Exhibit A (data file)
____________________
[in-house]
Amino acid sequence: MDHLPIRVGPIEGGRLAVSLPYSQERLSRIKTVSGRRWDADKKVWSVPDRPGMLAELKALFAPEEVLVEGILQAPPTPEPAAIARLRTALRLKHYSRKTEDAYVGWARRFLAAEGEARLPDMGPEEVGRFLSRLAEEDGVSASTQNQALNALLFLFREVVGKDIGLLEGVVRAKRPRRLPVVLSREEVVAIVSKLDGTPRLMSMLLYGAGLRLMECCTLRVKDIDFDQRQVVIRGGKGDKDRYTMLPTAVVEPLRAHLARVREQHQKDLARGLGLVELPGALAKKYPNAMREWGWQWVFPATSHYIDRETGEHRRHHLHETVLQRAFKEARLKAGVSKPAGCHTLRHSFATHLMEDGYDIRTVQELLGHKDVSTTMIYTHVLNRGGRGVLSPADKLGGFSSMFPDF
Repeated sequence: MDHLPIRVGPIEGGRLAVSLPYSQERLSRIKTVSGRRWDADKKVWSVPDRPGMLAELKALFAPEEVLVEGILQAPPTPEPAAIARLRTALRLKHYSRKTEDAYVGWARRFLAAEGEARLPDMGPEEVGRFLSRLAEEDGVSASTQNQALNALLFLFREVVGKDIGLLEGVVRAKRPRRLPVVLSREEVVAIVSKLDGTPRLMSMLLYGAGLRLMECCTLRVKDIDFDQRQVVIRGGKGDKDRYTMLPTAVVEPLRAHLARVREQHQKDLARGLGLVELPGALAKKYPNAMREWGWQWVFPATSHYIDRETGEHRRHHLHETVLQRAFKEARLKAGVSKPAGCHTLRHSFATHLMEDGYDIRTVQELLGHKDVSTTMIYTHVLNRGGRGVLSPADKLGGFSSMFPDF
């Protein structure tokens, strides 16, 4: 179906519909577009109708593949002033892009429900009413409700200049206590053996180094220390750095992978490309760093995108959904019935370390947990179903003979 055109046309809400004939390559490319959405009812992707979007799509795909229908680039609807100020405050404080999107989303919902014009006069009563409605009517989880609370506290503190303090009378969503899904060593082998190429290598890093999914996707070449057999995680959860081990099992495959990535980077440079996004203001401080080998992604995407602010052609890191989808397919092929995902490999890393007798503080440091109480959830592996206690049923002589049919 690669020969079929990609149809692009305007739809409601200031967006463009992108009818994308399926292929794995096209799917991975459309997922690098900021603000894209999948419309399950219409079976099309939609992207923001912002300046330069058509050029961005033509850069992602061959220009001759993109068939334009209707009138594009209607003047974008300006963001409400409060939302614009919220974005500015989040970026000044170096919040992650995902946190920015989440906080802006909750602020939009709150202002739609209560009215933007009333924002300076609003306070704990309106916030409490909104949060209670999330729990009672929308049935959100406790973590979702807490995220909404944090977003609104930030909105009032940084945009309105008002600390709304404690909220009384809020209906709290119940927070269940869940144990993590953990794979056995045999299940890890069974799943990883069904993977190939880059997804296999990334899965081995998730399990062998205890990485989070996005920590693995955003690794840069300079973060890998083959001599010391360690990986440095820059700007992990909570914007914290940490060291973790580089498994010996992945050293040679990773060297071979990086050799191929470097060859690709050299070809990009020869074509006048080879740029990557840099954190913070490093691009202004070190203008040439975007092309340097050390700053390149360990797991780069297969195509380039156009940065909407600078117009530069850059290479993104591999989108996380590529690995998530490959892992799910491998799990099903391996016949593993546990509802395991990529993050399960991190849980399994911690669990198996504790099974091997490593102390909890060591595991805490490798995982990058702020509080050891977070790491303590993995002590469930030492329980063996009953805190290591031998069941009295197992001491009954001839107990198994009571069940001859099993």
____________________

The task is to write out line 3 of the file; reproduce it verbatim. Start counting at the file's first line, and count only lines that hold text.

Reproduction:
Repeated sequence: MDHLPIRVGPIEGGRLAVSLPYSQERLSRIKTVSGRRWDADKKVWSVPDRPGMLAELKALFAPEEVLVEGILQAPPTPEPAAIARLRTALRLKHYSRKTEDAYVGWARRFLAAEGEARLPDMGPEEVGRFLSRLAEEDGVSASTQNQALNALLFLFREVVGKDIGLLEGVVRAKRPRRLPVVLSREEVVAIVSKLDGTPRLMSMLLYGAGLRLMECCTLRVKDIDFDQRQVVIRGGKGDKDRYTMLPTAVVEPLRAHLARVREQHQKDLARGLGLVELPGALAKKYPNAMREWGWQWVFPATSHYIDRETGEHRRHHLHETVLQRAFKEARLKAGVSKPAGCHTLRHSFATHLMEDGYDIRTVQELLGHKDVSTTMIYTHVLNRGGRGVLSPADKLGGFSSMFPDF